It has several combat modules, including an ammunition supply module in the storage and a reloading system under the deck. It may by fitted with surface-to-air missiles from both Pantsir-S and Hermes-K air defence systems with maximum firing range of the later of up to 100 km (62 mi).[28] In the future it will replace the Kashtan/Kortik CIWS on all Russian Navy's warships, starting by Karakurt-class corvettes in 2018.[29] Trials of the Pantsir-M/ME began in December 2017.[30] The system entered service in February 2019.[31]

Pantsir-S2/S2E

A modernized system for the Russian Armed Forces and for export. Incorporates new tracking radar, two faced radars with enhanced features and range. It is in service with Russia, Syria and Algeria.[32]

Pantsir-SM

The Pantsir-SM variant incorporates a multi-functional targeting station, increasing target detection range from 40 to 75 km (25 to 47 mi) and engagement range from 20 to 40 km (12 to 25 mi).[citation needed] The system uses a new high-speed extended range missile. Existing Pantsir systems can be upgraded to SM standard.[citation needed] It is fitted to a new 8×8 Kamaz truck chassis with an armored cab. Development was completed in 2019.[33] It is reportedly deployed in Ukraine as of December 2023.[34]

Pantsir-SA

Pantsir-SA

After testing Pantsir in the Arctic, it was decided to design a new variant specifically for the Arctic, to use at temperatures below −50 °C (−58 °F) called the Pantsir-SA.[35][36] This variant has no 30 mm auto-cannon mounted and it is based on an articulated tracked Vityaz vehicle. It is in service with the Russian Northern Fleet as of August 2020.[37]

Operations

The specific feature of the Pantsir-S1 system is the combination of a multiple-band target acquisition and tracking system in conjunction with a combined missile and gun armament creating a continuous target engagement zone from 5 m (16 ft) height and 200 m (660 ft) range up to 15 km (9.3 mi) height and 20 km (12 mi) range, even without any external support. [38]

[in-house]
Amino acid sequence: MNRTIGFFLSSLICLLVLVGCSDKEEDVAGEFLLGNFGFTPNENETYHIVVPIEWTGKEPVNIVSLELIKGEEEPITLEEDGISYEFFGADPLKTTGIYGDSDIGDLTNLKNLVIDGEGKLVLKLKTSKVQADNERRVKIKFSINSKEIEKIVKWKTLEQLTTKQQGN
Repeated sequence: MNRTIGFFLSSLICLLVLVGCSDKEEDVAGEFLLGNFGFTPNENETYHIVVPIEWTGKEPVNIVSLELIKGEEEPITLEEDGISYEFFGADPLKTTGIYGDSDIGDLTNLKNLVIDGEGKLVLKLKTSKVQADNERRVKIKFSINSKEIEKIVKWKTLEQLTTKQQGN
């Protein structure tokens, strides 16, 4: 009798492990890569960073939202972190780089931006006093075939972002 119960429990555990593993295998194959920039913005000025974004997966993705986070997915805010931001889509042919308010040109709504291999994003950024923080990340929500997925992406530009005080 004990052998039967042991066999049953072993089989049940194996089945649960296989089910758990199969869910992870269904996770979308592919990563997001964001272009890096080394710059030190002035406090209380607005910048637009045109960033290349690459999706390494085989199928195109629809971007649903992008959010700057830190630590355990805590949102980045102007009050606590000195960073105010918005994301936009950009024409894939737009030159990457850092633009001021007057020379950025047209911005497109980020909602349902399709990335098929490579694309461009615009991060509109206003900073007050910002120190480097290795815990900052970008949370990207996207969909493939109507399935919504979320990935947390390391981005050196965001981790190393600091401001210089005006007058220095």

Modes

Using a digital data link system up to six Pantsir-S1 combat vehicle can operate in various modes.

Prototypes

Armament

Missiles

57E6
TypeSurface-to-air missile
Place of originRussia
Service history
In service2012–present
Used bySee list of operators
Production history
DesignerKBP Instrument Design Bureau
Designed1994
Produced2008
Variants57E6, 57E6-E, 57E6-YE[citation needed]
Specifications (57E6-E)
Mass94 kg (207 lb) w/ sealed container
76 kg (168 lb) launch weight[citation needed]
Length3,160 mm (10.37 ft)
Diameter90 mm (3.5 in) booster
76 mm (3.0 in) sustainer[citation needed]
Warheadmultiple continuous rod[citation needed]
Warhead weight20 kg (44 lb) containing 5 kg (11 lb) of explosive
Detonation
mechanism
Contact and adaptive radar proximity

PropellantSolid-fuel rocket
Operational
range
18 km (11 mi)
Flight altitude15 km (49,000 ft)
Boost time1.5 seconds
Maximum speed 1,300 m/s (Mach 3.8) at booster separation
780 m/s (Mach 2.3) at 18 km (11 mi) distance[citation needed]
Guidance
system
radio/optical command guidance

The Pantsir-S1 carries up to twelve 57E6 (export designation) 57E6-E (export enhanced designation) two-stage solid fuel radio/optical command-guided surface-to-air missiles in sealed ready-to-launch container tubes. Missiles are arranged into two six-tube groups on the turret. The missile has a bicalibre body, consisting of two stages in a tandem configuration. The first stage is a booster, providing rapid acceleration within the first 2 seconds of flight, after which it is separated from the sustainer-stage.

The sustainer is highly agile and contains the high explosive multiple continuous-rod/fragmentation warhead, as well as the contact and proximity fuses, guidance flare and radio transponder. The missile is not fitted with a seeker to keep target engagement costs low. Target and missile tracking is instead provided via the system's multiband sensor system. Guidance data is submitted via radio link for up to four missiles in flight.